Through the Eyes of an Auditor: Trust and Verify
A Gallup poll update released last month on the public’s rating of the honesty and ethics of professions was interesting because—in addition to the unsurprising news that nurses haven’t lost their most-respected-profession status—accountants have been in the top 10 since Gallup first started including them in the survey in 2000. Although recently accountants’ ratings have fallen slightly, they and bankers remain the most positively rated of all the business professions.
Nonetheless, many members of the accounting profession believe the events of the last year irreparably damaged the image of the CPA. Gallup’s poll showed lower ratings for accountants as of last February, when accounting scandals dominated the headlines. The new report shows that the ratings have rebounded slightly, which I attribute to the public, at some level, knowing that the accounting profession’s problems were isolated rather than widespread, the exception rather than the rule. I also think the public understands what accountants do better than they did a year ago.
As the bad press accountants re-ceived during the various financial meltdowns fades, investors continue to suffer losses due to corporate fraud and mismanagement and loss of trust in the integrity of our investment markets.
Balancing Two Duties
CPAs serve the dual roles of watchdog and business advisor. In its purest form, the watchdog role entails in-forming the public about a company’s financial condition, good or bad, and requires a challenging, even adversarial, stance toward a client. The advisor role applies technical mastery to a client’s business. Although these roles sound dissimilar, if not incompatible, between the two extremes is the independent advisor. This person acts and speaks from an arm’s-length perspective and follows principles laid down by professional ethics and government regulations, including those that say auditors can’t verify their own work and then claim to be independent.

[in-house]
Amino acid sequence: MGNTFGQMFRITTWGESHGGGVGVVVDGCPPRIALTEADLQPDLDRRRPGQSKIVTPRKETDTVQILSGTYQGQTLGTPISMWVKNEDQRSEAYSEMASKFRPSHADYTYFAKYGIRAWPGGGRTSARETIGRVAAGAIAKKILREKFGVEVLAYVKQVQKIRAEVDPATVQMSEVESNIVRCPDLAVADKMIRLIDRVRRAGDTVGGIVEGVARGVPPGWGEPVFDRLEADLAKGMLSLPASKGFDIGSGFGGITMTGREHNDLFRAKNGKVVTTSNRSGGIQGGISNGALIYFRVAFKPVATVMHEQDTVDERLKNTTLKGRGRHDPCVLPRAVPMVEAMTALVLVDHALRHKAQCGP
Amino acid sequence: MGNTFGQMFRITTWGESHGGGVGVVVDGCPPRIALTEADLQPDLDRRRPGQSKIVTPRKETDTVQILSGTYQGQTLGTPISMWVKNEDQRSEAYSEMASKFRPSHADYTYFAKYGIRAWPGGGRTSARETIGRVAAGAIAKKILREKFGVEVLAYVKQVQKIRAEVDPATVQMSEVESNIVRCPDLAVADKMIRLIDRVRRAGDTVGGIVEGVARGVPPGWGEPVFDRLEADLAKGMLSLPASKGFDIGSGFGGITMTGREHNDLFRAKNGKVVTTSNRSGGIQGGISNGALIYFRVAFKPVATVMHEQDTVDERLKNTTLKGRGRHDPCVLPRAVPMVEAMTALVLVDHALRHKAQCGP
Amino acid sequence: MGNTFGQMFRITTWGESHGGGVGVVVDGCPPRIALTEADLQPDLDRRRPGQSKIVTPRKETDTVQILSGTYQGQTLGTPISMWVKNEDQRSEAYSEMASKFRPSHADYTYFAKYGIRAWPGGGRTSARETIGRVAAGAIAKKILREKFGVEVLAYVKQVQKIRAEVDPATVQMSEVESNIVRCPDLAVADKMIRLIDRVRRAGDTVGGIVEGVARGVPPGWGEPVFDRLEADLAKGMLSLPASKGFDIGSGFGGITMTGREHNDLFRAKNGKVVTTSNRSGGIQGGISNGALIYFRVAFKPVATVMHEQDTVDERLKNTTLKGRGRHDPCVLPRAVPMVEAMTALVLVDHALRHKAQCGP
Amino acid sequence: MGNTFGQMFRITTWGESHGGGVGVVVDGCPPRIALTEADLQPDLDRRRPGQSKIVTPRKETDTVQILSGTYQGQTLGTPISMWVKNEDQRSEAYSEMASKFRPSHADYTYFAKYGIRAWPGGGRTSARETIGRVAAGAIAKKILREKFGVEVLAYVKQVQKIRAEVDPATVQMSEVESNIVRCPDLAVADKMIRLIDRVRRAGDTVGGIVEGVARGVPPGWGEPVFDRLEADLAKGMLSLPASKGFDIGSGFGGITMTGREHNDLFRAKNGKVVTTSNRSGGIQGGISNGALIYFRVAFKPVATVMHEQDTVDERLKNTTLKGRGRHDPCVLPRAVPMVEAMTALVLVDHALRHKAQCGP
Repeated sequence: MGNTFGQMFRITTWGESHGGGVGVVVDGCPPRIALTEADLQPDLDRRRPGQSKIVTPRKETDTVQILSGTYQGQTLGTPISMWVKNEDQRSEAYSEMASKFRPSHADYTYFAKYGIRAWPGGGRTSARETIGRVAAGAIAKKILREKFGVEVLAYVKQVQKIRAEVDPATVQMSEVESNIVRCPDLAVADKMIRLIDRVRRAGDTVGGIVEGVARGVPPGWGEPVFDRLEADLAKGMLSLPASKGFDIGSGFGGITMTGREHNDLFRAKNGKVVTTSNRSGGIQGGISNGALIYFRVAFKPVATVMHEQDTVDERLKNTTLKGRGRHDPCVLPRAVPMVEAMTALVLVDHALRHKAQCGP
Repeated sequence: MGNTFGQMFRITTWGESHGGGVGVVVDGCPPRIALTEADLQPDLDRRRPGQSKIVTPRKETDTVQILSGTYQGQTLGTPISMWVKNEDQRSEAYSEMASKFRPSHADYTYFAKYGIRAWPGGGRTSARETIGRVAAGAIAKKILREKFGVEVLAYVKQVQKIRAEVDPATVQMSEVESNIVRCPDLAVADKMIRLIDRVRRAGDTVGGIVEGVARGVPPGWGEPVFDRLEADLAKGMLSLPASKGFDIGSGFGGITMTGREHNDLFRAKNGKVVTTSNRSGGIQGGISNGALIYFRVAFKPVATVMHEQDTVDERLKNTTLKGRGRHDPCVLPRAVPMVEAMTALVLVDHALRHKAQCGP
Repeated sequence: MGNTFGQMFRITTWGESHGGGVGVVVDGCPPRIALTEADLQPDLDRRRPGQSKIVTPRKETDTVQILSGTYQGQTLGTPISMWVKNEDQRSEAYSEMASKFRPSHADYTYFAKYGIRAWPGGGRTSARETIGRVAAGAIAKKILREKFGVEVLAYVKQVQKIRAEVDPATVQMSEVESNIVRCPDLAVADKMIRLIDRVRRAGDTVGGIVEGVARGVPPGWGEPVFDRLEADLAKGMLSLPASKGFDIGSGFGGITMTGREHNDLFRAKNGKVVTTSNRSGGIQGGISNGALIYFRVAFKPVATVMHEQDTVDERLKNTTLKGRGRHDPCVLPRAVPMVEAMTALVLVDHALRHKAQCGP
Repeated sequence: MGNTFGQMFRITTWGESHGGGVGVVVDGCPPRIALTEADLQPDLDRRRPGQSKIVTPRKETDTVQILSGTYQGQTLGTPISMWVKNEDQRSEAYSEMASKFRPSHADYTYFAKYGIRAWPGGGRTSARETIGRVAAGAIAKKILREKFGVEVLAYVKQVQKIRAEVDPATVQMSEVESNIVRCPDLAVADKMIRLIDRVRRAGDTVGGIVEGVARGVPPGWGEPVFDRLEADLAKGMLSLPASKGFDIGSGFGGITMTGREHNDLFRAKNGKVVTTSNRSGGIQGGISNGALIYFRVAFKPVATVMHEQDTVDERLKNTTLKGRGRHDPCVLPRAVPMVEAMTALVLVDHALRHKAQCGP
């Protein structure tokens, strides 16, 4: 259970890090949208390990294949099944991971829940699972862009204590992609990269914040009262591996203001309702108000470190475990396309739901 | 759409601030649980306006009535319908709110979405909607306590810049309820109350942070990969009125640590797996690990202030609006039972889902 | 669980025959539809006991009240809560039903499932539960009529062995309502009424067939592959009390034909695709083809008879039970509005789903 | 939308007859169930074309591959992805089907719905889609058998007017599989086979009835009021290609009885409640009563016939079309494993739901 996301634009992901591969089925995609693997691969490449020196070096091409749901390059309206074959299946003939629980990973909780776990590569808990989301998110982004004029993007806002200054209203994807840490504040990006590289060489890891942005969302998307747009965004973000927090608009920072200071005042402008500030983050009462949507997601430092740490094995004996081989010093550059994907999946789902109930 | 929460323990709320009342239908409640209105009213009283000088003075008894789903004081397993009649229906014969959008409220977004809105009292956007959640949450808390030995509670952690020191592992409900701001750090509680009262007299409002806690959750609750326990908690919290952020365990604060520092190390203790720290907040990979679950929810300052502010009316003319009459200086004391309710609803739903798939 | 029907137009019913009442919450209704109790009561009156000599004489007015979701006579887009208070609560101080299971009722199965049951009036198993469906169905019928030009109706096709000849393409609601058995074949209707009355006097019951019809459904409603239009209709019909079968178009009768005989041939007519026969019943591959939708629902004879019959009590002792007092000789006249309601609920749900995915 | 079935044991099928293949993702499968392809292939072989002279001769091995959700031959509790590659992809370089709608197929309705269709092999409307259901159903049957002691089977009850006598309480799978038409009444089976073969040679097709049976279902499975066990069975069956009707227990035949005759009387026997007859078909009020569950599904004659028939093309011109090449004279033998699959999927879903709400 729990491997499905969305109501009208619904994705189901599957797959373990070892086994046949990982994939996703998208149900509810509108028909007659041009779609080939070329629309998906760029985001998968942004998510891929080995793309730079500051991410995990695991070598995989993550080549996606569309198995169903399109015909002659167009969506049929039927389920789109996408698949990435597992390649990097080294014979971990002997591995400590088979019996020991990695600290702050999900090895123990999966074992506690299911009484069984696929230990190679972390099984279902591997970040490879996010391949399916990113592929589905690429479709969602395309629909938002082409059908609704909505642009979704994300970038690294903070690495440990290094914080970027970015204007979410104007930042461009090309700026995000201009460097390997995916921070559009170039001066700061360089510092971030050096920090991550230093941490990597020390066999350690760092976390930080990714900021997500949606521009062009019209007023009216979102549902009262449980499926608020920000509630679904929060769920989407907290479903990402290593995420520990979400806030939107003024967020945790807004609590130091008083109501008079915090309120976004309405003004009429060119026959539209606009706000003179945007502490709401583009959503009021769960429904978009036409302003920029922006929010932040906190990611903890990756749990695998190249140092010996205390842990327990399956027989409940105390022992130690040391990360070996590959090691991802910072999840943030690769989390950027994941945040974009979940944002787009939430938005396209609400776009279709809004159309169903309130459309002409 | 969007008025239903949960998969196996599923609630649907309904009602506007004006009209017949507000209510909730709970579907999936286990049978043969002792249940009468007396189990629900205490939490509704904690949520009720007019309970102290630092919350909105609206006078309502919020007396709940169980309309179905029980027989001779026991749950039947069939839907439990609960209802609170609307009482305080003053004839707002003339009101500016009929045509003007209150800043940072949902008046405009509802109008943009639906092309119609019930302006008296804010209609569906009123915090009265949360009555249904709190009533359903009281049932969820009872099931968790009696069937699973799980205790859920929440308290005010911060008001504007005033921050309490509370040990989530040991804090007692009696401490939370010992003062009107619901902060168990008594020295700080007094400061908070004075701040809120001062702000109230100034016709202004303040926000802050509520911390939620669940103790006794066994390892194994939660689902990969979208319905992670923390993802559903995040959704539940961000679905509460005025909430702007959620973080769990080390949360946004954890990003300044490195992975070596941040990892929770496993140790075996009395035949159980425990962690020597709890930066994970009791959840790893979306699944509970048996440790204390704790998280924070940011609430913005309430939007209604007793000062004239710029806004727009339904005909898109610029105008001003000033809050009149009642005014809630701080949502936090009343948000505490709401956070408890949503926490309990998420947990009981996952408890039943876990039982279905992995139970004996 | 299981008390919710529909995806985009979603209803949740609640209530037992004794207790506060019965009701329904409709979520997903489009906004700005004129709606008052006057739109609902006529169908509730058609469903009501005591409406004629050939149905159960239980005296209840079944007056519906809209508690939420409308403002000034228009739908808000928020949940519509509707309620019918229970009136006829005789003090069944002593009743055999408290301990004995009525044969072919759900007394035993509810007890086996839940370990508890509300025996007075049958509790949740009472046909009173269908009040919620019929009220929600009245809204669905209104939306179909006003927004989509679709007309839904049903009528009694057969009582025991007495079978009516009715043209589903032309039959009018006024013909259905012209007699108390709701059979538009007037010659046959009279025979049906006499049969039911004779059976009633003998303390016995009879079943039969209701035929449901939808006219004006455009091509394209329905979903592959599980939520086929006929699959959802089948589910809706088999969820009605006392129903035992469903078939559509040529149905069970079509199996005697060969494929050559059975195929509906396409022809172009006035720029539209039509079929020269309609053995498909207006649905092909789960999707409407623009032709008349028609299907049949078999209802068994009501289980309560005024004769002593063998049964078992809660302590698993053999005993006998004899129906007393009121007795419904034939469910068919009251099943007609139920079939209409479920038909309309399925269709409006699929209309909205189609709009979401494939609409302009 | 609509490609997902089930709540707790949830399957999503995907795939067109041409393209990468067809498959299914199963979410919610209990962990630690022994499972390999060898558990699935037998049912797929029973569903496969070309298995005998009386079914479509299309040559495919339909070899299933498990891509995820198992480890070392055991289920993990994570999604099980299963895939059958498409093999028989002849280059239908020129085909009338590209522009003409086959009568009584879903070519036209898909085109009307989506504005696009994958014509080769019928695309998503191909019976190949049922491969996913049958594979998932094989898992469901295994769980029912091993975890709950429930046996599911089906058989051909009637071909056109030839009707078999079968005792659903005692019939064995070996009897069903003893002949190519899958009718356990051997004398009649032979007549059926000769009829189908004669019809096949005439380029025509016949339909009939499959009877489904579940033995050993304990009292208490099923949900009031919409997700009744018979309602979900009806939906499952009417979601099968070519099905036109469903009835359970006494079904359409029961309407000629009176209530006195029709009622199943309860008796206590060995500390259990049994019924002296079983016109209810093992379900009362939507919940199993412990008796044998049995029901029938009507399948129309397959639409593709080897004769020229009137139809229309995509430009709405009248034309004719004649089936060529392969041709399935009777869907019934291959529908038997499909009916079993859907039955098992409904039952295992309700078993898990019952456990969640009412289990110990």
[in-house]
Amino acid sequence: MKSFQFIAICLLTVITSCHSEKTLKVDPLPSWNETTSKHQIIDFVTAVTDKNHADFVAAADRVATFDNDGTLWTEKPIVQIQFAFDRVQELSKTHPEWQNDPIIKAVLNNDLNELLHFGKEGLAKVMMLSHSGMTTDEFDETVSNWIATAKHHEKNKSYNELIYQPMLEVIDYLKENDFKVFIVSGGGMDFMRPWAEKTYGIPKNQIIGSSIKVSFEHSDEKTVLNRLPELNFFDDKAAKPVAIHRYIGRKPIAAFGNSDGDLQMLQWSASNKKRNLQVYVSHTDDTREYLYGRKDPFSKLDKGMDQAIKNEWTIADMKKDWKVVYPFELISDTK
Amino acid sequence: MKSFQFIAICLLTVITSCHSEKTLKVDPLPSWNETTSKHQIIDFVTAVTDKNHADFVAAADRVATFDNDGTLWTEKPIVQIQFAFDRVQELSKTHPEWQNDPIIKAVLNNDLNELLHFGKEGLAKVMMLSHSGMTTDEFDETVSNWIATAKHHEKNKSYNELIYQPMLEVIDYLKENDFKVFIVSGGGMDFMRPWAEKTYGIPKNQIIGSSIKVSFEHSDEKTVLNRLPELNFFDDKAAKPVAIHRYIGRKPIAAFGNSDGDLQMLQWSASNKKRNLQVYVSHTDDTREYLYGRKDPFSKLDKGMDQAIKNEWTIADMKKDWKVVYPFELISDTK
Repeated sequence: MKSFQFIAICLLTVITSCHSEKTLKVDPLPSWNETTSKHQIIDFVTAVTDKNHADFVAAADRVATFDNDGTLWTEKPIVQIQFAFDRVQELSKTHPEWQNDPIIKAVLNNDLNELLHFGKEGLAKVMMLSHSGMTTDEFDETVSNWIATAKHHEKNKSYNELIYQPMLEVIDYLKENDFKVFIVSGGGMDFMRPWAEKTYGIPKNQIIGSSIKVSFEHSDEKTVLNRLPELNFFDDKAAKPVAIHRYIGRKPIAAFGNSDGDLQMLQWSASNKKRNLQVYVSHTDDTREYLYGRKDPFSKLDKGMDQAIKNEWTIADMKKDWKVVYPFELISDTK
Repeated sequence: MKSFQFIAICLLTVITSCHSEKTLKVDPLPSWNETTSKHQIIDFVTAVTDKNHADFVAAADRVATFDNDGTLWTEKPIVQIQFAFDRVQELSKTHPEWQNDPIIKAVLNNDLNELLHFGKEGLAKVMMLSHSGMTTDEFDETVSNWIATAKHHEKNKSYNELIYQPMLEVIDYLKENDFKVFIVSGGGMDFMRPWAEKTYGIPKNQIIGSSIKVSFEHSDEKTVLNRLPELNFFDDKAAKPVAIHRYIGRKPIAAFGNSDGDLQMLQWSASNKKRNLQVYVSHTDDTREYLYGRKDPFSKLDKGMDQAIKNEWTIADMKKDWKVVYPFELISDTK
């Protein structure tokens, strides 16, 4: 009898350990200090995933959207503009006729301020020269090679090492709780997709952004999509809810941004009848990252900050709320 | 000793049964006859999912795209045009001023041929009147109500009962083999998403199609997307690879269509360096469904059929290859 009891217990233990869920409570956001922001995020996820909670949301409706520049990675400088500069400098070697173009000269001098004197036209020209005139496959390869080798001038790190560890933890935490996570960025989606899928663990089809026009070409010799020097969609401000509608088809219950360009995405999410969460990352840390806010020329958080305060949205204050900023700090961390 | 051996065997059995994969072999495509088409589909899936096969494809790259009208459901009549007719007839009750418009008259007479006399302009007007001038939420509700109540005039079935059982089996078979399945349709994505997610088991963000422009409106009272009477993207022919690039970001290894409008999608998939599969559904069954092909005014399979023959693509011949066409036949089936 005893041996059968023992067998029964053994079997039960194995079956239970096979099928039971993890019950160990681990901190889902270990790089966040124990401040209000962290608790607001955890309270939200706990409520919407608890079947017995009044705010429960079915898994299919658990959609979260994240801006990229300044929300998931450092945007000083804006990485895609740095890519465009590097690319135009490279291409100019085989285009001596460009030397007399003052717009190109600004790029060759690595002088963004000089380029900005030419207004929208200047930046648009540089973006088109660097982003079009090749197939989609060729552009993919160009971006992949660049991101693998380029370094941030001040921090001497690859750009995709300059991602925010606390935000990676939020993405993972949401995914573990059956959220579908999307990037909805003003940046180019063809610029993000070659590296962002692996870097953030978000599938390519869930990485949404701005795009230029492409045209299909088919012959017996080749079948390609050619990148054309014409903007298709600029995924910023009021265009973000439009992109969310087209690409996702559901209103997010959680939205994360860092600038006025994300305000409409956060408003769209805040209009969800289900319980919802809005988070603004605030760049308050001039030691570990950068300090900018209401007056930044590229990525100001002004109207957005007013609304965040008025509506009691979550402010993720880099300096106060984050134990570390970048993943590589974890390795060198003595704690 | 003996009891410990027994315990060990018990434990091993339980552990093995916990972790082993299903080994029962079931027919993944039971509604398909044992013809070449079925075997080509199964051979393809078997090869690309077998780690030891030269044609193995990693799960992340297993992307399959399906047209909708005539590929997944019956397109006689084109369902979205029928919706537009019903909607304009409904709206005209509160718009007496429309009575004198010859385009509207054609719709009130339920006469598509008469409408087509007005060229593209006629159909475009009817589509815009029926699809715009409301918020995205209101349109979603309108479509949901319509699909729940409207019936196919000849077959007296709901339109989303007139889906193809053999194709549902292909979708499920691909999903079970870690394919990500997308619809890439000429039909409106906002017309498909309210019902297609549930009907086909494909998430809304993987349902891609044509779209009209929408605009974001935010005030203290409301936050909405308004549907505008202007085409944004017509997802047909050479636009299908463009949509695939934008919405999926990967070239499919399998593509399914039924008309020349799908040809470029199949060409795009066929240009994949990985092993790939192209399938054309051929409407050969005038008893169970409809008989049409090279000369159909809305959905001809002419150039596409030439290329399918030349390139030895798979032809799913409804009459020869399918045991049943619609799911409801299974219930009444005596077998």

I’m reminded of the “trust and verify” policy that President Reagan adopted during the 1980s when negotiating nuclear arms treaties with the Soviet Union: Practice mutual openness and be confident that the information others provide is truthful and reliable, but verify it rather than accepting it at face value. Both sides understand that the system and the relationship absolutely require that verification take place. There can be no shortcuts or covert winks.
When the spirit of this policy is applied appropriately, the result is an authentic relationship that both parties—as well as outsiders—know is in everyone’s best interest. Applying “trust and verify” to accounting isn’t unrealistic. In practice, we see it predating Enron, as evidenced by the SEC’s independence rules and the recommendations of the Public Oversight Board Panel on Audit Effectiveness in 2000.
There’s nothing inherently wrong with an advisor being a friend to a particular business, it’s just that an advisor can’t put more value on the profitability of the relationship than on the integrity of the advice. The best advisor is someone who knows you well, warts and all, and who can tell you the unvarnished truth: what you need to hear rather than what you want to hear.
The moral of Hans Christian Anderson’s story of “The Emperor’s New Clothes” hinges on the emperor’s court being so loyal that they wouldn’t state the obvious. To draw a direct analogy to auditors’ recent missteps, however, would be oversimplifying the case; financial reporting is complex by its nature, largely because of reporting requirements. When the circumstances call for skepticism, however, the auditor must have the integrity to say, “My job is to ask for more evidence, and to not sign off until I see it.” Applying the “trust and verify” policy whenever the auditor sees a line about to be crossed allows the auditor to do the best job for any client worth having.
Publisher, The CPA Journal
Executive Director, NYSSCPA
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